From following Facebook events to tracking tactics posted on Twitter, an analysis of leaked law enforcement documents shows how police are using social media to patrol protests.
On June 19, a collective called the Distributed Denial of Secrets (DDoSecrets) published 269 gigabytes of internal law enforcement data from more than 200 offices across the country.
Dubbed the “BlueLeaks,” the collective credited Anonymous with obtaining the material, which is believed to have largely been hacked. Much of the documentation comes from fusion centers—hubs where local, state, and federal officers share information.
While the millions of files span at least a decade, many on social media quickly focused on those tracking the ongoing protests against police brutality. On r/blueleaks, a subreddit created to parse through the data, users shared examples of local law enforcement using Facebook events to track protest organizing and organizers in recent weeks.
Internal documents from two different departments show police creating lists detailing Facebook events in their jurisdictions, including the anticipated number of attendees and even the names of some organizers.
Other posted documents came from national bodies, including the Army Threat Integration Center, which issued an intelligence report about social media posts promoting “how to interfere with the National Guard during riots.”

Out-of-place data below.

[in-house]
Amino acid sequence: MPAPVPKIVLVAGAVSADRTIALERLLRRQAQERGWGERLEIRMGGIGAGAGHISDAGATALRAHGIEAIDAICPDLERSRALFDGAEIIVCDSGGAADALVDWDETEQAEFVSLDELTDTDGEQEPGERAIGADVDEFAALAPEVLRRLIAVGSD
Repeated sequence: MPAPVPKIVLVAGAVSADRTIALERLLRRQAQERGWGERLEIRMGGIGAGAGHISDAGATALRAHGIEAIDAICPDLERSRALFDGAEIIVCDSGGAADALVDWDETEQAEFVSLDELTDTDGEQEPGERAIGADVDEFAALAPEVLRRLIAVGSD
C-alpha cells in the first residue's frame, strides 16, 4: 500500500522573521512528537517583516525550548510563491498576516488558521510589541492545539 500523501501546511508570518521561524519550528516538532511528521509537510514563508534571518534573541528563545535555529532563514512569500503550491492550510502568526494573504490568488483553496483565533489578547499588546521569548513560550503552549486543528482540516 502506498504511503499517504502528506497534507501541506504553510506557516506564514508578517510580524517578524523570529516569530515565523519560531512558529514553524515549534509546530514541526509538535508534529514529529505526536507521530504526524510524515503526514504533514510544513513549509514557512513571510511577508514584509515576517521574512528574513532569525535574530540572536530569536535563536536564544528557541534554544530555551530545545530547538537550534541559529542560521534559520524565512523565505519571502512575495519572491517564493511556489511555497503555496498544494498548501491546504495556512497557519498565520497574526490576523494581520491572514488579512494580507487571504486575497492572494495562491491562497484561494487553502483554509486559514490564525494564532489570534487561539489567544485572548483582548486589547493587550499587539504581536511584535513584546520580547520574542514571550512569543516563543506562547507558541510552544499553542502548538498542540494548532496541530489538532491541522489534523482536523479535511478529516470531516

The report goes on to describe videos that suggest protesters “conceal your identity” and target police tanks with water balloons filled with “sticky liquid.”
The Daily Dot has independently reviewed a number of similar documents from local and federal sources circulating so-called “open source” information, much of it unverified social media claims.
This included conspiracy theories, such as protesters staging piles of bricks to “incite violence.”
“Twitter user claims piles of bricks are being staged around the United States to fuel violent opportunists in major cities,” reads one document. “Source claims that this is a tactic, technique, and procedure (TTP) being used by Antifa.”
After the leaks, Twitter began shutting down information about the data, permanently suspending the DDoS account and temporarily suspending those who post content from the leak in accordance with its distribution of hacked materials policy.
Anarchist media platform “It’s Going Down” claims it was forced to delete three tweets in order to “unlock” its account after tweeting a screenshot from the leak.
Even before the BlueLeaks, fusion center surveillance was the source of scrutiny and even a lawsuit in Maine. In a New York Times article, Mike Sena, the president of the National Fusion Center Association, told the paper the centers are “not geared toward” tracking protester data.
“Anytime there is a mass gathering of people, special events, or whatever it may be, a fusion center’s role is to make sure that there are no known threats to the people that are attending,” Sena said.
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